the apparatus further comprises a controller responsive to externally supplied data for programming the filter to a selected one of the plurality of pass bands.
8. The apparatus of claim 7, wherein:
said controller comprises an interface for connection to a data network linked to an external database in which information identifying a subscribed level of loop service for the subscriber loop circuit is stored, and
the externally supplied data comprises identifying information received from the database via the data network.
9. The apparatus of claim 7, wherein said variable frequency bandpass filter comprises a digital signal processor for attenuating signals having frequencies outside of the selected one of the plurality of pass bands.
10. The apparatus of claim 1, wherein each of the connectors comprises a connector adapted for use on a portion of a distribution frame of a central office switching system.
11. An apparatus for use by a local exchange carrier in a telephone network capable of selectively providing telephone service as well as high speed data communication service, to restrict communications over a subscriber loop circuit leased from the local exchange carrier to another carrier, the apparatus comprising:
a first connector for electrical connection to the subscriber loop circuit;
a second connector for electrical connection to a communication circuit provided by the other carrier;
a variable bandpass filter connected between said first and second convectors for controlling a communication path between the subscriber loop circuit and the communication circuit provided by the other carrier; and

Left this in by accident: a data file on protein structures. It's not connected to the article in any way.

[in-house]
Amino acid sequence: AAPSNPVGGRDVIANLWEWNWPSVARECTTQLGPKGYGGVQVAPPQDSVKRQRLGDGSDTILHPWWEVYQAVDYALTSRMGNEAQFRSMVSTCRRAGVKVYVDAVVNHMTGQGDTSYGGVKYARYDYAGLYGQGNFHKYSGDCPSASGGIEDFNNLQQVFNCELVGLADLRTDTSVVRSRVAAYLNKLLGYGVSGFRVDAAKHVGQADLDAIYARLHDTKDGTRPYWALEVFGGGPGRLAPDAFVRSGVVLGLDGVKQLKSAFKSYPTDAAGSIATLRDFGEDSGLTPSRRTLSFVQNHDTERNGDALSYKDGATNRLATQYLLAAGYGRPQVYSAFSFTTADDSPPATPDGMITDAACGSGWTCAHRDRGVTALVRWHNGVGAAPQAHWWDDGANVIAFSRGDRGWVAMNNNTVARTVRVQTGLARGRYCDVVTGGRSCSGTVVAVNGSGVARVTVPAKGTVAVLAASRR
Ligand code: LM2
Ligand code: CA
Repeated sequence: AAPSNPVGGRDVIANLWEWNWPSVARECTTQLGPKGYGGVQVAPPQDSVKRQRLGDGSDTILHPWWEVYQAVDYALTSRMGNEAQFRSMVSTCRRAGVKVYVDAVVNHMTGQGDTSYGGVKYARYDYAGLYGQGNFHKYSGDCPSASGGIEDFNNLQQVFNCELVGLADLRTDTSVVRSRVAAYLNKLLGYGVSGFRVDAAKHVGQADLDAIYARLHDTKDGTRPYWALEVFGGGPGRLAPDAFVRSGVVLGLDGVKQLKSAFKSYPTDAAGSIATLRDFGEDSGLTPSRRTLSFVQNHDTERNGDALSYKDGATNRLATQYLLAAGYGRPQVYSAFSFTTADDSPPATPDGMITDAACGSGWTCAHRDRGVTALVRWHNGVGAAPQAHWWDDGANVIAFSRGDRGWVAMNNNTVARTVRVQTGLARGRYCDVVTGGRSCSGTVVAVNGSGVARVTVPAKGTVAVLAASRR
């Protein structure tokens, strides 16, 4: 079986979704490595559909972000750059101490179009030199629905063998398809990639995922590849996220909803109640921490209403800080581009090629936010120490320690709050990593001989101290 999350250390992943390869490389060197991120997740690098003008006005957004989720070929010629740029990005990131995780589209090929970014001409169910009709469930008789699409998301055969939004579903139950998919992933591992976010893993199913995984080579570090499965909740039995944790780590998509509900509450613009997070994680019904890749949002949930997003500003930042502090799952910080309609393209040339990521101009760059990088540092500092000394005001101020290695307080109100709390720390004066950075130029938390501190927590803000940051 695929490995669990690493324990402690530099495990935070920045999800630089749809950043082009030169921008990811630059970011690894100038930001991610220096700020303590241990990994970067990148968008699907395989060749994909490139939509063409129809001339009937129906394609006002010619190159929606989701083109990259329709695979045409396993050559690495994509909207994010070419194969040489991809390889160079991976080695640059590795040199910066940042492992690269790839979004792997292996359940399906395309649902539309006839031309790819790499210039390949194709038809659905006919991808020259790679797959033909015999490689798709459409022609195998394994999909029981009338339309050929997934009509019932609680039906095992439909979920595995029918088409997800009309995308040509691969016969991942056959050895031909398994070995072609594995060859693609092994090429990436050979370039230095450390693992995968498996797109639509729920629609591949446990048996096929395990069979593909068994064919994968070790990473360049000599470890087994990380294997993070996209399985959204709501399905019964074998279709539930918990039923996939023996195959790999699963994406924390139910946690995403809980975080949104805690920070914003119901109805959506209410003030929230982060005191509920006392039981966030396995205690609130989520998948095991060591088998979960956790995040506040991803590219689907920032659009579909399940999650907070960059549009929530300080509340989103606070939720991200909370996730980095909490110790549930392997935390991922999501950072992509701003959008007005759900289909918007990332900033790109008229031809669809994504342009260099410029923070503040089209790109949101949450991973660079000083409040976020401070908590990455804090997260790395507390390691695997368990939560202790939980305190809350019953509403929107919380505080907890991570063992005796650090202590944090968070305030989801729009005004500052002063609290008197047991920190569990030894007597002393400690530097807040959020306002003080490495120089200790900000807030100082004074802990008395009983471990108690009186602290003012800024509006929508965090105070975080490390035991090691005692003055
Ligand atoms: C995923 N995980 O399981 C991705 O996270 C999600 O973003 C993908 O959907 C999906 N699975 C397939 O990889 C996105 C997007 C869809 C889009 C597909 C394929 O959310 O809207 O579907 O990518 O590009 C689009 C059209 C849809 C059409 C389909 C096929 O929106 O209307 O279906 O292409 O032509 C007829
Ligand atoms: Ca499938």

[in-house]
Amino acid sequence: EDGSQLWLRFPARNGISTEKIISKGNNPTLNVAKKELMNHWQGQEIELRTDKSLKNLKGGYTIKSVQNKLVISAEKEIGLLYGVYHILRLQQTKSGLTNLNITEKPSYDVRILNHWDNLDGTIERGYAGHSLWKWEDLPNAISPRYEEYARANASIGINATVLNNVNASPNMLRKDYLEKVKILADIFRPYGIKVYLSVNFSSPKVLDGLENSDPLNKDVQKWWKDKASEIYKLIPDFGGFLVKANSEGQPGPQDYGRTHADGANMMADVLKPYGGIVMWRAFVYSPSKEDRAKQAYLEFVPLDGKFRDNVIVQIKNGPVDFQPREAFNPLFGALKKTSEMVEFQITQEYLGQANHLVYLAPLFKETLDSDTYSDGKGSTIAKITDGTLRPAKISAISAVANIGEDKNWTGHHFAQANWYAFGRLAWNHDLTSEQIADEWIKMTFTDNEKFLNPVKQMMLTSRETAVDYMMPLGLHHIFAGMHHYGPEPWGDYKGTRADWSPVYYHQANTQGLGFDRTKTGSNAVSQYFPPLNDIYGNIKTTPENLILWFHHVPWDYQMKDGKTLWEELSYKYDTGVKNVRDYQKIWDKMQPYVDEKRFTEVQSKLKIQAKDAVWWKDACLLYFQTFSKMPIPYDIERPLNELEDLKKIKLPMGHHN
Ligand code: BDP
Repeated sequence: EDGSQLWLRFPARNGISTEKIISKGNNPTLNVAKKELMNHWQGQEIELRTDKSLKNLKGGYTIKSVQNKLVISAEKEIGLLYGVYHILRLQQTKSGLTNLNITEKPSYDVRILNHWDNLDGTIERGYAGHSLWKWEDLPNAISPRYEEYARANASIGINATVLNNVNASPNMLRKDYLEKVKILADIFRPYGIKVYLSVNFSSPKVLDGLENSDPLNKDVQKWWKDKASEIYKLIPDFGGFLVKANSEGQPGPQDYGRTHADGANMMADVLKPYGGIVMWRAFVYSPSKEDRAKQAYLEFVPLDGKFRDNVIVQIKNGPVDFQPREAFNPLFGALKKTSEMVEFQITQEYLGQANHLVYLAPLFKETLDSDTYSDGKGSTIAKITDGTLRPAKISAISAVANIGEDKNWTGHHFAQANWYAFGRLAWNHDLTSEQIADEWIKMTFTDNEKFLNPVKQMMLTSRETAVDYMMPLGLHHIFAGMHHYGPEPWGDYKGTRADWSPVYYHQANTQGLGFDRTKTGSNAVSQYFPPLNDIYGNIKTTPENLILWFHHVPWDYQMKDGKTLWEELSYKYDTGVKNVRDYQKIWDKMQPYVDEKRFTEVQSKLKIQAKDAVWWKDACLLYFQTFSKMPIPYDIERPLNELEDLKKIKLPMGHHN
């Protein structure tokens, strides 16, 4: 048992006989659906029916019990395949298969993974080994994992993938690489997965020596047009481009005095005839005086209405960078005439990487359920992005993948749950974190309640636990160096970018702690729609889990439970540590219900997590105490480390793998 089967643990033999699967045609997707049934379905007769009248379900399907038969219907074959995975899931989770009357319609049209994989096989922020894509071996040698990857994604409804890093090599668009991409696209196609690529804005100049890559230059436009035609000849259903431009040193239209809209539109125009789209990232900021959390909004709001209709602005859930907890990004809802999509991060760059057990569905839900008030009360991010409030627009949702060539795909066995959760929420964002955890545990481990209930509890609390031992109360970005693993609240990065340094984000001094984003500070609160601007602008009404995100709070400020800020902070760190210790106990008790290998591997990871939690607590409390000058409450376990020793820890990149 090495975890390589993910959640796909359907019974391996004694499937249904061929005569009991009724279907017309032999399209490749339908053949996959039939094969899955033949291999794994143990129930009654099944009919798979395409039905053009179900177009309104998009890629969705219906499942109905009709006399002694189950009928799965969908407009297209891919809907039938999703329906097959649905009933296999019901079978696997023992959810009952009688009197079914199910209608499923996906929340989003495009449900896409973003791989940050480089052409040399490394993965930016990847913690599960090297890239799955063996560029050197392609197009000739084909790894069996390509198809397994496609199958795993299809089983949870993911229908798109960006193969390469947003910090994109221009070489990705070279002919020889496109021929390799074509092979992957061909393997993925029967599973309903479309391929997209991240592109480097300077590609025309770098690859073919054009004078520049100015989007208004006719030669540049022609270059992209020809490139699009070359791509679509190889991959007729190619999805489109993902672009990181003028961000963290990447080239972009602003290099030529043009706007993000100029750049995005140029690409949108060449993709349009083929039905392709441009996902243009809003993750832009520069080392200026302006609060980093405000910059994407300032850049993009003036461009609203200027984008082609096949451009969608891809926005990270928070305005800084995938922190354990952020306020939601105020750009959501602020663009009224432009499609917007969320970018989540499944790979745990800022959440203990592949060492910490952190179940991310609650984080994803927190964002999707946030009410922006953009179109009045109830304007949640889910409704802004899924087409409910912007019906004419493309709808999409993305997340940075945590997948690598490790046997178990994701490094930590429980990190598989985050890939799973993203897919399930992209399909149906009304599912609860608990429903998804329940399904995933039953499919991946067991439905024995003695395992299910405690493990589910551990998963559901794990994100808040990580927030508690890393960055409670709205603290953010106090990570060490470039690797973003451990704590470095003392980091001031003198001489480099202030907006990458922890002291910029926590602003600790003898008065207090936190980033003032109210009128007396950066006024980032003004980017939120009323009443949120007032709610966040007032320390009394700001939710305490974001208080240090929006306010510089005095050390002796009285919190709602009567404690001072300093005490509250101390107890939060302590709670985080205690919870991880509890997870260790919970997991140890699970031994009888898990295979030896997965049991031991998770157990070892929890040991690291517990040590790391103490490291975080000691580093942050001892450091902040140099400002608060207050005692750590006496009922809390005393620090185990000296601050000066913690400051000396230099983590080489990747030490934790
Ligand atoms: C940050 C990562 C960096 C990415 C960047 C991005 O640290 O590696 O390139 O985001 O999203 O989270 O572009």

a controller responsive to externally supplied data for programming the filter to pass a selected one of a plurality of pass bands corresponding to a subscribed level of service associated with the subscriber loop circuit.
12. The apparatus of claim 11, further comprising a monitor, connected in the communication path at a point between the variable bandpass filter and the second connector, for detecting power distribution throughout a wide frequency spectrum of signals transmitted in said path to or from the communication circuit provided by the other carrier.
13. The apparatus of claim 12, wherein
the monitor is connected to the controller; and
in response to detection of a signal having a power level in excess of a predetermined threshold and a characteristic outside the selected pass band, the monitor outputs a signal to the controller indicating an attempt to communicate at a service level outside the subscribed level of service associated with the subscriber loop circuit.
14. The apparatus of claim 12, further comprising a test device connectable to the communication path at at least one side of the filter, for measuring parameters of the subscriber loop circuit.
15. In a telephone network capable of selectively supplying telephone service and at least one high speed data communication service, a method of restricting communications over a subscriber loop circuit leased from a local exchange carrier to another carrier to a selected service level, comprising the steps of:
establishing a subscribed one of a plurality of possible service levels as the selected service level, for enabling communications for one or more of the services permissible over the subscriber loop circuit;
selectively setting a variable bandpass filter to one a plurality of pass bands, the one pass band corresponding to the established service level; and
filtering communication signals passing between the subscriber loop circuit and a circuit of the other carrier through the variable bandpass filter, such that the one pass band limits the communication signals to a frequency range that corresponds to the selected service level.
16. The method of claim 15, further comprising the steps of:
monitoring communication signals sent from the other carrier toward the subscriber loop circuit; and
generating an alarm signal in response to detection in said monitoring step of a signal having a power level in excess of a predetermined threshold at a frequency outside a frequency range of the selectively set pass band.
17. The method of claim 16, further comprising the steps of: